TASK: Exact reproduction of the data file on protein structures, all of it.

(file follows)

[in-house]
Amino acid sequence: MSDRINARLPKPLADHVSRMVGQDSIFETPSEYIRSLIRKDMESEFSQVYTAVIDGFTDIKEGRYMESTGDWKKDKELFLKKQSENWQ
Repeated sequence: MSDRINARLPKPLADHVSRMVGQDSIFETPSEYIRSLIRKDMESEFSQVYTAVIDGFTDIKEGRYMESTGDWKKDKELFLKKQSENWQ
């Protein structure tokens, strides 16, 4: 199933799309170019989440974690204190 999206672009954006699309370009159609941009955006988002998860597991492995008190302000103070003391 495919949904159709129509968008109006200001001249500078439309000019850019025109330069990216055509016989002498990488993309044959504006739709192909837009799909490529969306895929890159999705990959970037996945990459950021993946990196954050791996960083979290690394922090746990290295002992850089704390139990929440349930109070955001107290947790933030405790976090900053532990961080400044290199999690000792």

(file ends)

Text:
[in-house]
Amino acid sequence: MSDRINARLPKPLADHVSRMVGQDSIFETPSEYIRSLIRKDMESEFSQVYTAVIDGFTDIKEGRYMESTGDWKKDKELFLKKQSENWQ
Repeated sequence: MSDRINARLPKPLADHVSRMVGQDSIFETPSEYIRSLIRKDMESEFSQVYTAVIDGFTDIKEGRYMESTGDWKKDKELFLKKQSENWQ
């Protein structure tokens, strides 16, 4: 199933799309170019989440974690204190 999206672009954006699309370009159609941009955006988002998860597991492995008190302000103070003391 495919949904159709129509968008109006200001001249500078439309000019850019025109330069990216055509016989002498990488993309044959504006739709192909837009799909490529969306895929890159999705990959970037996945990459950021993946990196954050791996960083979290690394922090746990290295002992850089704390139990929440349930109070955001107290947790933030405790976090900053532990961080400044290199999690000792």